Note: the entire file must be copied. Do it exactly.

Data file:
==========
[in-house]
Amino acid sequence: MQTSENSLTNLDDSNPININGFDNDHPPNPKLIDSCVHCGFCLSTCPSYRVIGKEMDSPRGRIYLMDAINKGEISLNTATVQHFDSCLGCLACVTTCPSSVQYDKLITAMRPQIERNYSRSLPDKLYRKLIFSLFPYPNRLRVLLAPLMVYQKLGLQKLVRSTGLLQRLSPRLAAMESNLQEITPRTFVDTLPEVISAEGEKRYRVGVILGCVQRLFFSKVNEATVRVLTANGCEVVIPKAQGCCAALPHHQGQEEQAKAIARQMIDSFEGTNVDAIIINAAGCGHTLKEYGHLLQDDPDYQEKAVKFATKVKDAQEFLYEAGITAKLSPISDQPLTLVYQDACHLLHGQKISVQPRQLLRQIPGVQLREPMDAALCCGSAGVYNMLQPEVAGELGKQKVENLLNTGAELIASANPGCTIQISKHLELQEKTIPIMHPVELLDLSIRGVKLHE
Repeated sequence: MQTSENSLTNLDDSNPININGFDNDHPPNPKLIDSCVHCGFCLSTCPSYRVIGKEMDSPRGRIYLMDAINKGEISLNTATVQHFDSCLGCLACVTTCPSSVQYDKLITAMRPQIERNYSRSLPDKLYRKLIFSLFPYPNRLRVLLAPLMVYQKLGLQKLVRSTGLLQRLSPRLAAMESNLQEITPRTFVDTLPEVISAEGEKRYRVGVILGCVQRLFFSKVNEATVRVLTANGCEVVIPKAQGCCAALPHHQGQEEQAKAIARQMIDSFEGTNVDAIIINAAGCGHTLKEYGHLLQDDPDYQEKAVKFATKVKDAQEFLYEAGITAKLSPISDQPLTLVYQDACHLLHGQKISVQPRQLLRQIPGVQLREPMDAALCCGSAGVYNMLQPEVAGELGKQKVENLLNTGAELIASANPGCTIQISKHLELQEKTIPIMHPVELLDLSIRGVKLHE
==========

[in-house]
Amino acid sequence: MQTSENSLTNLDDSNPININGFDNDHPPNPKLIDSCVHCGFCLSTCPSYRVIGKEMDSPRGRIYLMDAINKGEISLNTATVQHFDSCLGCLACVTTCPSSVQYDKLITAMRPQIERNYSRSLPDKLYRKLIFSLFPYPNRLRVLLAPLMVYQKLGLQKLVRSTGLLQRLSPRLAAMESNLQEITPRTFVDTLPEVISAEGEKRYRVGVILGCVQRLFFSKVNEATVRVLTANGCEVVIPKAQGCCAALPHHQGQEEQAKAIARQMIDSFEGTNVDAIIINAAGCGHTLKEYGHLLQDDPDYQEKAVKFATKVKDAQEFLYEAGITAKLSPISDQPLTLVYQDACHLLHGQKISVQPRQLLRQIPGVQLREPMDAALCCGSAGVYNMLQPEVAGELGKQKVENLLNTGAELIASANPGCTIQISKHLELQEKTIPIMHPVELLDLSIRGVKLHE
Repeated sequence: MQTSENSLTNLDDSNPININGFDNDHPPNPKLIDSCVHCGFCLSTCPSYRVIGKEMDSPRGRIYLMDAINKGEISLNTATVQHFDSCLGCLACVTTCPSSVQYDKLITAMRPQIERNYSRSLPDKLYRKLIFSLFPYPNRLRVLLAPLMVYQKLGLQKLVRSTGLLQRLSPRLAAMESNLQEITPRTFVDTLPEVISAEGEKRYRVGVILGCVQRLFFSKVNEATVRVLTANGCEVVIPKAQGCCAALPHHQGQEEQAKAIARQMIDSFEGTNVDAIIINAAGCGHTLKEYGHLLQDDPDYQEKAVKFATKVKDAQEFLYEAGITAKLSPISDQPLTLVYQDACHLLHGQKISVQPRQLLRQIPGVQLREPMDAALCCGSAGVYNMLQPEVAGELGKQKVENLLNTGAELIASANPGCTIQISKHLELQEKTIPIMHPVELLDLSIRGVKLHE